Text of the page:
The story of Javier, the son of a Green Cross captain

That ETA blew up a car bomb on the Plaza de la Cruz Verde in Madrid on February 6, killing five soldiers and injuring a dozen bystanders.

The story of Javier, the son of a Green Cross captain

That ETA blew up a car bomb on the Plaza de la Cruz Verde in Madrid on February 6, killing five soldiers and injuring a dozen bystanders. That it happened at half past eight in the morning in front of the General Captaincy, that the ETA members parked the car on the sidewalk so that the military van could maneuver and pass nearby, that the bomb was activated remotely, that the material damage was considerable. That among the deceased there were three captains -artillery, cavalry and infantry-, a soldier driver and a telegraph operator. That Sunday marked the 30th anniversary of that attack. All these are known facts and have been told at some time. So this is a smaller story. Javier's, the only son of Emilio Tejedor, one of those soldiers.

«That morning, my father took 'the route' to go to work because I was studying Pharmacy and played handball. He had training and he needed the car. Other times, he went by car. I didn't see him leave the house but they picked him up at the door, as usual. Javier was then 23 years old and dreamed of following in the footsteps of his father, Emilio Tejedor, an infantry captain in the Army. He was going to the Military Pharmacy, but that morning full of routine he was determined to change everything.

Javier turned on the TV and put on Telemadrid. They broadcast a program that was reporting the traffic, giving images of different points of the capital of Spain. “Then I saw the smokescreen on TV. He knew the area. It was captaincy. I began to think of an attack. It may or may not be my father. He has been there thirty years, or it has been his turn or a friend's. He quickly remembers what he thought and the details come back to him. “I called the Captaincy and they didn't pick me up. In the end, I managed to talk to a secretary and she told me that there was a lot of fuss, but that she thought she had seen my father ».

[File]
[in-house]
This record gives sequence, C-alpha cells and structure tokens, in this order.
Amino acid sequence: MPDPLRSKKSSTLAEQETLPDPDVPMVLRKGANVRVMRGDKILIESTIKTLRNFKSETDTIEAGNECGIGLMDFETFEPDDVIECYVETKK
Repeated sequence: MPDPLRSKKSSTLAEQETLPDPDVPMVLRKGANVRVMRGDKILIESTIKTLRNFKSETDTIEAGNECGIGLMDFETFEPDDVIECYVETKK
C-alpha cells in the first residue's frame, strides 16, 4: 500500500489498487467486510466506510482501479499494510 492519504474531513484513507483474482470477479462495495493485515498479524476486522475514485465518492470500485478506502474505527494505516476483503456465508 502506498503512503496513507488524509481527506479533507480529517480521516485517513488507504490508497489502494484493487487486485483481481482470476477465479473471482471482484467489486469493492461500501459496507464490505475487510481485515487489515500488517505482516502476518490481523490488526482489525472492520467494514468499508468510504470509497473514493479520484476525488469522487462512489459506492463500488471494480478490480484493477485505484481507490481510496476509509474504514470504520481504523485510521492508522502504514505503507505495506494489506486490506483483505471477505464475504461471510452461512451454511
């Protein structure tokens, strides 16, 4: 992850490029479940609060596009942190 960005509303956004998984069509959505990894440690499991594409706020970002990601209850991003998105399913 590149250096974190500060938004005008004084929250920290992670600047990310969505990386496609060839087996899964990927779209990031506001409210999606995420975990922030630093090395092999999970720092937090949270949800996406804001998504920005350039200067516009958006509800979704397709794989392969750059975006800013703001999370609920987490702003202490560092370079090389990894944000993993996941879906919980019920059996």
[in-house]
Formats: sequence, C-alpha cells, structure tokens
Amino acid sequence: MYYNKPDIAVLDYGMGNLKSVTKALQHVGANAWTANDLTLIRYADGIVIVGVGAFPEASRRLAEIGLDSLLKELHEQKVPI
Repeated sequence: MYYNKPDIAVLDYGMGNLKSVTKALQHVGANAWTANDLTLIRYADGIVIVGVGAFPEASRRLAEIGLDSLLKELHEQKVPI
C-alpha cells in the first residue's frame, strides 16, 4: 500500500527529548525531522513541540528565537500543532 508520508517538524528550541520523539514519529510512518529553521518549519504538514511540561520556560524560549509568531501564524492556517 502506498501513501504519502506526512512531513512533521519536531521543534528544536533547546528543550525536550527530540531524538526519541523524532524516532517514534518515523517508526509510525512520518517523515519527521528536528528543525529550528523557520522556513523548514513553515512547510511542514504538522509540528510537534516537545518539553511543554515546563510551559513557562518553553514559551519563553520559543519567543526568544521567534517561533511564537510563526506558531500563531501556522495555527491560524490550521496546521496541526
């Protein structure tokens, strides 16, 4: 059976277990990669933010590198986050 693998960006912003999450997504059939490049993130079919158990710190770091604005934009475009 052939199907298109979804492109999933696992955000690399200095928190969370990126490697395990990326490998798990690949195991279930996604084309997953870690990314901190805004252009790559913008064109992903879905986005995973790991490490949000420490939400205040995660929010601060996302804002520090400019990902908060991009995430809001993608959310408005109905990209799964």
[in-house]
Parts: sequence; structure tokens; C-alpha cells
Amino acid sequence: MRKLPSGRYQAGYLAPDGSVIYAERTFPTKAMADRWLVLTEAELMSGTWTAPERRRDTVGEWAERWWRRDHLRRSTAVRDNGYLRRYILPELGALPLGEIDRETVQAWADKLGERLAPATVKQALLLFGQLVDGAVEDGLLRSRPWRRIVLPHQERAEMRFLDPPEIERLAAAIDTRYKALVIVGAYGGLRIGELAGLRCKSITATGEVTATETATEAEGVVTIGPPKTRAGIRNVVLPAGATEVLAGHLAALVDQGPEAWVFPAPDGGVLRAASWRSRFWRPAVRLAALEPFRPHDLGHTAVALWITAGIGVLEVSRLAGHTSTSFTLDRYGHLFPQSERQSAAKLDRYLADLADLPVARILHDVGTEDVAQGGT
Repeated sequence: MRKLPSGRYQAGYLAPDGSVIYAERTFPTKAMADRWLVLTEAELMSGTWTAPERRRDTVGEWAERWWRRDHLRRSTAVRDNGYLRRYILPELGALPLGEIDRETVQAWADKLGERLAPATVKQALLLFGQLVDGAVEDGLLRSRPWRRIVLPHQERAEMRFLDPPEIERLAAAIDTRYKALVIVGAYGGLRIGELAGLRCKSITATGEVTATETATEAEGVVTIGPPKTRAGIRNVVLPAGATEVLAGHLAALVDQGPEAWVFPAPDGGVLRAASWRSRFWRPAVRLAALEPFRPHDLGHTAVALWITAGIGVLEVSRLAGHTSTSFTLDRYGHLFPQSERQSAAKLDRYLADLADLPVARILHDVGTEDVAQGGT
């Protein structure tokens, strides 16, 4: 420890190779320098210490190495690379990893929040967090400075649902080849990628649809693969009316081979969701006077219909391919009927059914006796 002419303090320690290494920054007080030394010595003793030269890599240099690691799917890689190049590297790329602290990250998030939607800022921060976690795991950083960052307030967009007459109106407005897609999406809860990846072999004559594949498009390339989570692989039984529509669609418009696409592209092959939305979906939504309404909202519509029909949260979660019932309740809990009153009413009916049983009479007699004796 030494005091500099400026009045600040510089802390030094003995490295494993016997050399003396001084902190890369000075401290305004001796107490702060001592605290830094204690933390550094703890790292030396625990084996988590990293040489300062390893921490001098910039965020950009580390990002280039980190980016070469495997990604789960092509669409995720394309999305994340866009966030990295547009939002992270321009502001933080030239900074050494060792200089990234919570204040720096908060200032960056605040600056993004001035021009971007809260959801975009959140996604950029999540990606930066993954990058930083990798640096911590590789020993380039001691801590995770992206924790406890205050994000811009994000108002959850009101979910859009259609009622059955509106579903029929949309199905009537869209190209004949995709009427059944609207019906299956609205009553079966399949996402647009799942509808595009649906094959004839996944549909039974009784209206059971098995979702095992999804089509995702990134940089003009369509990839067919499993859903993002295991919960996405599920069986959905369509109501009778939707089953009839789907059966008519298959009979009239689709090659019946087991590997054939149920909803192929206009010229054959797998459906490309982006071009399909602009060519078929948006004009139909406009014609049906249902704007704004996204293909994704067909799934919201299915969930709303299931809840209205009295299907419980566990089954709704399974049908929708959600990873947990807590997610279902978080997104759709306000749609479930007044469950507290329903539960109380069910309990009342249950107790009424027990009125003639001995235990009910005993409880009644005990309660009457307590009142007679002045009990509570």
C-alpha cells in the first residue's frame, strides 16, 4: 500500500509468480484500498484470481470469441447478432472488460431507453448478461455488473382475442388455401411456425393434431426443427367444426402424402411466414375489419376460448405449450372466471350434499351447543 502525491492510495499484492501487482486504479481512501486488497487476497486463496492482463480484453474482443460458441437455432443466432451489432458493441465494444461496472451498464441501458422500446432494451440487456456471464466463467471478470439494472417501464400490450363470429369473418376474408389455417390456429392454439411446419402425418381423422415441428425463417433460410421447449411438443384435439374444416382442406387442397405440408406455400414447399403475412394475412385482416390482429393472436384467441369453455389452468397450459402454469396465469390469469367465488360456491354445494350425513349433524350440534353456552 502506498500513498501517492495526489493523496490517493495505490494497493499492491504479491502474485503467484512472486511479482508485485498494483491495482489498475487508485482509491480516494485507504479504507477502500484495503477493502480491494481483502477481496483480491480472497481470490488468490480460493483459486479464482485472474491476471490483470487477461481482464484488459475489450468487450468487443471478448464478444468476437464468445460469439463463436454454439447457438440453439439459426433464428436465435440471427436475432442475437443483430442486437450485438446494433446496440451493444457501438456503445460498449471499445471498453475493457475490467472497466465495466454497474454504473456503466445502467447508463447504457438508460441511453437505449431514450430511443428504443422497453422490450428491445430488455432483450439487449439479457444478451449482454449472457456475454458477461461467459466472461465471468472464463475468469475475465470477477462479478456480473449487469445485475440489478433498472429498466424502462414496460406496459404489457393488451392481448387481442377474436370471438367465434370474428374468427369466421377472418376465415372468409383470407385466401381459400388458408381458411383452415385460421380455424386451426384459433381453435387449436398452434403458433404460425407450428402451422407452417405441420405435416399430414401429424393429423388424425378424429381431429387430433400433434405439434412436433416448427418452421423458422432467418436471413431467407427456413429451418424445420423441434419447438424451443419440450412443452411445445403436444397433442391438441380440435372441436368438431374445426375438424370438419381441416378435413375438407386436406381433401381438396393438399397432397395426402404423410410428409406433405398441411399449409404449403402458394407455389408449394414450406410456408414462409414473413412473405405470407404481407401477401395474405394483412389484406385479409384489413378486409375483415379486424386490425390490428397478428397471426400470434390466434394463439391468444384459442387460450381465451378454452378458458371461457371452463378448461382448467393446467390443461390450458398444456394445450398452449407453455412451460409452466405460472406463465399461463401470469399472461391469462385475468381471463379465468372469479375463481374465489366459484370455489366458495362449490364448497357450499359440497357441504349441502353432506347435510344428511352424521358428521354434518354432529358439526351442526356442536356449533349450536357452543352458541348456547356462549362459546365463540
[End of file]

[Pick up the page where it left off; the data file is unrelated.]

At that time, a friend of the family, also a military man and who lived nearby, called by phone and commented that he did not know anything yet but that he was going home. Javier didn't wait for her to arrive. «I felt that I needed to go down to the barracks and I took the car. I wanted to see my father and, if he was okay, help him wash down the drink. He was going down the national 5 in a state of nerves that was getting worse. There I had a hunch that they had killed him. I kept driving, crying in the car, and listening to the news. I saw a police van and thought about asking them to take me because I couldn't go on. In the end I left the car four kilometers away.

When he arrived at the Captaincy, the area was cordoned off and a bad-mannered policeman denied him entry, although he explained that he was a relative of a possible victim. He had been there many times and found a way into the unsealed parking lot. There was a soldier in the parking lot, and a colonel who, seeing him from a distance, gave the order to let him pass. When Javier came up to him, he motioned with his head for her to enter the building. That gesture was enough. “I understood that my father had died. I went in, saw a wall on the right hand side and started hitting it with my fists. The colonel stepped back and let me do it. When I stopped, he told me: 'You already know, Javi'».

He asked to go up to his father's office. And he waited there. He was later taken home in a military vehicle while someone came to pick up his car. Upon arriving at the home, her mother was already aware of everything. That family friend who went to her house "had a direct line with the Captaincy."

Somehow, the identity of the soldiers killed in the attack reached the prison before the radios and televisions said their names. «I have a cousin who is a prison official in Alcalá Meco. Before the names were known, prisoners for terrorism began to laugh at him. "Has your uncle fallen?" one asked him. Shortly after, the bosses of that official called him to leave his post and go home.

Emilio, whom his friends called 'Emilito', had family in Euskadi. "They were from Zamora but his three sisters married Basques and lived in Getxo, Algorta and Markina," Javier details, who was never in the military. «I began to see the politicking, how the high spheres move. They left us aside », he confesses. They claimed the military vehicle occupant insurance on red alert - it was activated - and it was not recognized.

Last Christmas he was heartbroken to see the ETA member 'Mortadelo', one of the perpetrators of the attack, received to applause in Pamplona. «I without a father, and him like this. He is very painful ». He then wrote the letter that this newspaper reproduces today. «I have always been in the AVT, and I appreciate his help, but in the background. I have sometimes spoken about convictions, but I had never told my story. Javier's, Emilio's son.


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